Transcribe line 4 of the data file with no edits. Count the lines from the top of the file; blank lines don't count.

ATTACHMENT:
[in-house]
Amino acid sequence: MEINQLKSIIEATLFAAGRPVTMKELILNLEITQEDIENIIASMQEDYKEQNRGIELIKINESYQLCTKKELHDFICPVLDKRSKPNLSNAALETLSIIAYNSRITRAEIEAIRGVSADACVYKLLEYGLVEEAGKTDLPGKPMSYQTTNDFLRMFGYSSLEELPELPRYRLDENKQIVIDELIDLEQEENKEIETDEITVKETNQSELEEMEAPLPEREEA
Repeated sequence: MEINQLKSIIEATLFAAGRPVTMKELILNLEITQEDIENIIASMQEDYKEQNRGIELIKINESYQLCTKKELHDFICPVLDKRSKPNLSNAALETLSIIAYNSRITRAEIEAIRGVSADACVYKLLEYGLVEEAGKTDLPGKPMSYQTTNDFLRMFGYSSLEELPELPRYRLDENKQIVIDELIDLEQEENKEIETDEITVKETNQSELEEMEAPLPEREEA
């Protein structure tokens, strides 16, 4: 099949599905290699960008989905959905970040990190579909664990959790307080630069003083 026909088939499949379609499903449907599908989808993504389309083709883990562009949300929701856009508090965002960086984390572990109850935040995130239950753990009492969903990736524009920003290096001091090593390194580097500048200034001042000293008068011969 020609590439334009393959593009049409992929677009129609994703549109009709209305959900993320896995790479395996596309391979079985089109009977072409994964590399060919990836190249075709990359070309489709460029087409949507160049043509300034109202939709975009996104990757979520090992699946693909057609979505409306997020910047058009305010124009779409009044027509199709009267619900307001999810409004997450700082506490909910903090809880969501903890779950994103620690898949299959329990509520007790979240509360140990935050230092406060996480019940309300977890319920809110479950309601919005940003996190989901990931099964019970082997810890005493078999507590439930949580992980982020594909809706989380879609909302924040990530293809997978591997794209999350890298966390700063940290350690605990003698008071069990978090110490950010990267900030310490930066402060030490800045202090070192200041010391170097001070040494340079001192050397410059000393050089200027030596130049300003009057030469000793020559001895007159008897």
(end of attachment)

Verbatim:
């Protein structure tokens, strides 16, 4: 099949599905290699960008989905959905970040990190579909664990959790307080630069003083 026909088939499949379609499903449907599908989808993504389309083709883990562009949300929701856009508090965002960086984390572990109850935040995130239950753990009492969903990736524009920003290096001091090593390194580097500048200034001042000293008068011969 020609590439334009393959593009049409992929677009129609994703549109009709209305959900993320896995790479395996596309391979079985089109009977072409994964590399060919990836190249075709990359070309489709460029087409949507160049043509300034109202939709975009996104990757979520090992699946693909057609979505409306997020910047058009305010124009779409009044027509199709009267619900307001999810409004997450700082506490909910903090809880969501903890779950994103620690898949299959329990509520007790979240509360140990935050230092406060996480019940309300977890319920809110479950309601919005940003996190989901990931099964019970082997810890005493078999507590439930949580992980982020594909809706989380879609909302924040990530293809997978591997794209999350890298966390700063940290350690605990003698008071069990978090110490950010990267900030310490930066402060030490800045202090070192200041010391170097001070040494340079001192050397410059000393050089200027030596130049300003009057030469000793020559001895007159008897």